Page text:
They travel light, using their smallest steamer trunks for luggage, and take 2 sailor suits each for wearing aboard, one nice shore dress and one “rough-and-ready suit for work and play”. They buy some chewing gum (only to chew aboard where no-one can see them).

On their first short trip, they stop to get a refreshment at a grocery store on shore, and drink soda from the bottles with straws. The girls are also very fond of crackers and olives.


1912 soda bottle


The book contains various seafaring lingo (galley, marine clock, etc.). They get some fishing tackle and a little brass lantern in preparation for their trip, and Grace learns how to tie various kinds of sailor knots.


They take part in (and win) a regatta with a boat pageant, and attend a dance at the yacht club. Even though it is an informal dance, there are dance cards.


It is a hot summer and the girls use scented talcum powder against the effects of heat and on their noses. Women (young ones especially) at the time did not yet use make-up,  though it slowly started to become more popular. A fresh, clean, youthful look was the ideal; and powder was used to cover minor blemishes, spots or freckles and reduce “glow” (sweat) as it was considered vulgar to show such bodily functions in public. History of face powder    History of deodorants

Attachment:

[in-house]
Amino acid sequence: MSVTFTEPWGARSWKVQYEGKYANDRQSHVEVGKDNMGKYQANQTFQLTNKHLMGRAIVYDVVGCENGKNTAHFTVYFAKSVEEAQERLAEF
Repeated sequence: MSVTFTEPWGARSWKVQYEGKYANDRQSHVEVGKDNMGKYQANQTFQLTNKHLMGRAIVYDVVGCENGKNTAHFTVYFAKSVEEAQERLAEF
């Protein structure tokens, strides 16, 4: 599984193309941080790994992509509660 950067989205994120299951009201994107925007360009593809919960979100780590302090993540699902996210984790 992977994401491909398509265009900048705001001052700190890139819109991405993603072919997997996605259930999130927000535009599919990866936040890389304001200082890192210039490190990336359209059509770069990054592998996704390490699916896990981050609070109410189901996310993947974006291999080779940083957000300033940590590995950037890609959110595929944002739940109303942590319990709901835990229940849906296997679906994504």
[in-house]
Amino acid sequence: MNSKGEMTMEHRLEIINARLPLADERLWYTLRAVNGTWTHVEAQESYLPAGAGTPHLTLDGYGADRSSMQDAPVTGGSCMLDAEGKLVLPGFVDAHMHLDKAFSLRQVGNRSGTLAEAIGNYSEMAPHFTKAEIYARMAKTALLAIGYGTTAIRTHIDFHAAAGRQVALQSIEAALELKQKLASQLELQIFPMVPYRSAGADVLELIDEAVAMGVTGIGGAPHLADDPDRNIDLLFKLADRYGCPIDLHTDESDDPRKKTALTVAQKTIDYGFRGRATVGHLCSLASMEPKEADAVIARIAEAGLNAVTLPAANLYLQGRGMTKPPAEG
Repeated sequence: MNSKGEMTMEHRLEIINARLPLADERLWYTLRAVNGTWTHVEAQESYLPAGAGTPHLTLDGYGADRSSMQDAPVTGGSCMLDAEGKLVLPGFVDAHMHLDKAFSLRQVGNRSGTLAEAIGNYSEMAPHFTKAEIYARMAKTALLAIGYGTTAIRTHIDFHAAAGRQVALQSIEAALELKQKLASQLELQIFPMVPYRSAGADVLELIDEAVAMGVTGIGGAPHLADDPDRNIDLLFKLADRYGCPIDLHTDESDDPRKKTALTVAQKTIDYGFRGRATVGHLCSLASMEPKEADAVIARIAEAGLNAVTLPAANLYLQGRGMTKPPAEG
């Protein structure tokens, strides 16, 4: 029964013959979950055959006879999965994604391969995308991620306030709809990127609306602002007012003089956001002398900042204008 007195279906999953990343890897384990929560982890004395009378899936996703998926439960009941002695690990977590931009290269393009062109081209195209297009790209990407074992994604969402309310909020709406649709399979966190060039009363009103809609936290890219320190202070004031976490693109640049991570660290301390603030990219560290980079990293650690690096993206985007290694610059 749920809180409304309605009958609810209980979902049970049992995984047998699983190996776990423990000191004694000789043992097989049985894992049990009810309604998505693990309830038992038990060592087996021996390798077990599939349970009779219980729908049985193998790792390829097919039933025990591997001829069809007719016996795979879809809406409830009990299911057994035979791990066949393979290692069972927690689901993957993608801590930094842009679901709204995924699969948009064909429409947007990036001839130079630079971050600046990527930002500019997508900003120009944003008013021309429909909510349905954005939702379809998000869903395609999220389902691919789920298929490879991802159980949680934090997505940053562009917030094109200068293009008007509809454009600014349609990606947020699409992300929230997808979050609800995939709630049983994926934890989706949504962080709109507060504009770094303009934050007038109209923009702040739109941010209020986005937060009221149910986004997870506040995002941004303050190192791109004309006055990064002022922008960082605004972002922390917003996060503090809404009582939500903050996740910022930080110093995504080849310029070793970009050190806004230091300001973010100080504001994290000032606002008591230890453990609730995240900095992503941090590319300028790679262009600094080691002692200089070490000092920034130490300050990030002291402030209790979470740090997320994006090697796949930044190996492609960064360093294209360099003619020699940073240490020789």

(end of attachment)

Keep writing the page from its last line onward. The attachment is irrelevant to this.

The girls always carry handkerchiefs and at least one is always looking for hers (so they don´t just keep them tucked away in a pocket or purse somewhere).

Grace has an accident when the horse she is riding is frightened by a speeding motor car.

One evening, they go to the moving pictures.

The Outdoor Girls in a Motor Car (1913)

This time it is Mollie who gets a motor car. She wears goggles to drive it. Mollie invites her friends “to mote” (a term that is not heard any more these days). They go on a tour across-country similar to their hike, only they drive, and again, they take a chaperone.

The girls carry smelling salts and camphor as a remedy to revive someone feeling faint.

And they have a vacuum bottle – what we nowadays know as a thermos bottle – filled with chocolate (cold in summer, hot in the winter adventure that follows). The Thermos company was founded in 1904 and was the leading manufacturer of vacuum bottles. At the time the books were written, Thermos encouraged the synonymous use as free advertising, later on they would try to protect their trademark but the term became a generic term nevertheless. The author obviously preferred to stay on the safe side, though.


The Outdoor Girls in Winter Camp (1913)